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  • dchevalier02


Community Action has at any time an array of public policy initiatives.  Sometimes we are fighting policy retreat that takes past gains away, sometimes we’re fighting to advance a progressive agenda.  But we’re always in the fight.  Following are some key issues we are watching or are in the middle of the fray:


To study this budget proposal, one would think our problems are over: deep cuts in human services, education, community and development, and still no funding for the 30-year-old Homeowners Emergency Mortgage Assistance Program, while cutting taxes like the Capital Stock and Franchise Tax.  We are approaching the end of the fiscal year and the state is projecting a surplus approaching $800 million.

But we aren’t cutting programs because they aren’t needed.  And we apparently aren’t cutting them because we don’t have the revenue.  That leaves one explanation: the folks who proposed this budget don’t want to do the things those programs do. 

It’s difficult to understand, I know, but that’s what we’re up against.


This program, in place since Community Action helped establish it in 1983, is a huge success, having saved tens of thousands of Pennsylvanians’ homes.  The governor killed it in the current budget, even though it pays for itself, even though it’s a loan program and, thus, pays for itself, even though the Federal Reserve has encouraged states to replicate it, even though it saves the state money by elevating the bond rating of the PA Housing Finance Agency.

The settlement with the big banks on “robo-signing” led to a windfall for Pennsylvania that can fund HEMAP for at least three years. 

So, the program works, the program is desperately needed, and the money is available to fund it.  So, what’s the problem?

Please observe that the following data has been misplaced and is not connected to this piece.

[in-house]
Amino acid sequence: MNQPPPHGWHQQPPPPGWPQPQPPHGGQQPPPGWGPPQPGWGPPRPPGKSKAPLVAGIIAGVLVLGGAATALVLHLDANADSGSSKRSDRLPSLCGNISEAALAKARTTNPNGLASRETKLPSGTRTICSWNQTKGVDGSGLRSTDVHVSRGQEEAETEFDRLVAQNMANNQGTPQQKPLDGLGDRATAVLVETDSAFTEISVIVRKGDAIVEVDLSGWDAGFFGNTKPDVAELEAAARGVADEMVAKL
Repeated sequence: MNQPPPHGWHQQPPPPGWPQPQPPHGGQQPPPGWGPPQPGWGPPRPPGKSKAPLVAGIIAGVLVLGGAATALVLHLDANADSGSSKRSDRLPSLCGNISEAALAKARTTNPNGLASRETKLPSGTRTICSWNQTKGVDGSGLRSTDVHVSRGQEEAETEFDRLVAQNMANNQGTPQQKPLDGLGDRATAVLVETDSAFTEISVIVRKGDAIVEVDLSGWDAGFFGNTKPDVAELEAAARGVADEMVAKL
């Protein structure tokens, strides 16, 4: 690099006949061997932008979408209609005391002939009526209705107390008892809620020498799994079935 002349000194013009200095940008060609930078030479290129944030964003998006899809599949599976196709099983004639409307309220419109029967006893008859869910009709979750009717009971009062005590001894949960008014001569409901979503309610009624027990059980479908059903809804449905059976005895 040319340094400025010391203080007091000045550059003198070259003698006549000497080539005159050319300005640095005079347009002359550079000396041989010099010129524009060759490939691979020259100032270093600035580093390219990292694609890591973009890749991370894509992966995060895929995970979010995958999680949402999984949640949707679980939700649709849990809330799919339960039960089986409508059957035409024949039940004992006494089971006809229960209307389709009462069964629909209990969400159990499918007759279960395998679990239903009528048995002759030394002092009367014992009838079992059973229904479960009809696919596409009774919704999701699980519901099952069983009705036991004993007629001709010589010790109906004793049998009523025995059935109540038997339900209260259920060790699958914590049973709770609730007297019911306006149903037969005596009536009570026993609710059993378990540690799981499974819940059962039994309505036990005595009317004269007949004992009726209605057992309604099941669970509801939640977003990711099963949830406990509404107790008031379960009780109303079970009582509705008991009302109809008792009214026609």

A few years ago, the residents of a mobile home park in Bethlehem Township were displaced in favor of new housing development.  No doubt, the township supervisors, an incredibly reactionary lot, were glad to get rid of them. 

But the displacement drove home the incredibly minimal protections the residents have.  While Lou Pektor, the developer who displaced them, did the right thing by paying the residents significant sums to offset their displacement, it was very clear that the law needed to change.

Into the fray steps super good-guy Representative Bob Freeman, who introduced HB 2191, which offers a variety of new protections.  The bill would require manufactured home community owners, when closing the community, to:

  1. inform residents within 60 days of any decision to close the community;

  2. inform the Pennsylvania Housing Finance Agency and the home municipality also within 60 days;

  3. give residents at least six months to leave the community when the closure notice is made — under current law they only have 30 days;

  4. consider any offer to purchase the community by a resident association representing at least 25 percent of the manufactured home spaces;

  5. pay relocation expenses of up to $4,000 for single and $6,000 for multi-section manufactured homes;

  6. pay at least $2,500 or the home’s appraised value, whichever is greater, when the homeowner is unable or unwilling to relocate the home; and

  7. allow tenants to terminate any leases without penalty after receiving the community’s closure notice.

The bill now goes to the Senate.


I try not to be too strident but House Bill 2191 is poison. 

There is, literally, Biblical precedent for opposing usurious lending.  Going back more than two thousand years, reputable leaders, prophets and sophisticated cultures opposed it.  If the United States had been paying more attention, we would have banned much of the predatory lending that eventually brought down the American economy. 

Perhaps the most hideous of all predatory lending is what is commonly called payday lending.  Community Action worked hard to have this product banned altogether in Pennsylvania.  Consequently, the product has been unavailable in the state for a few years.

Payday loans are unsecured loans with, typically, two-week terms and interest rates annualized at up to 300% or even more.  Because they are so expensive and the borrower is almost always desperate, they are rarely paid back within the two weeks and, therefore, are automatically rolled over.  The federal banking regulators won’t embrace the product because it flies in the face of basic safety and soundness principles.

Amazingly, despite all we know about how dangerous it is to get seduced by such awful loan products, some state legislators are trying to bring it back, in the form of HB 2191.

I can’t even imagine how this bill, in this environment, ever found the light of day.  They should turn the lights off on this product for good.

Fortunately, most Lehigh Valley legislators appear to be prepared to vote against it.

#caclv #economiccrisis #alanjennings #budgetcuts #localeconomy #TomCorbett #PAStateBudget #homeownership #budgetdebate

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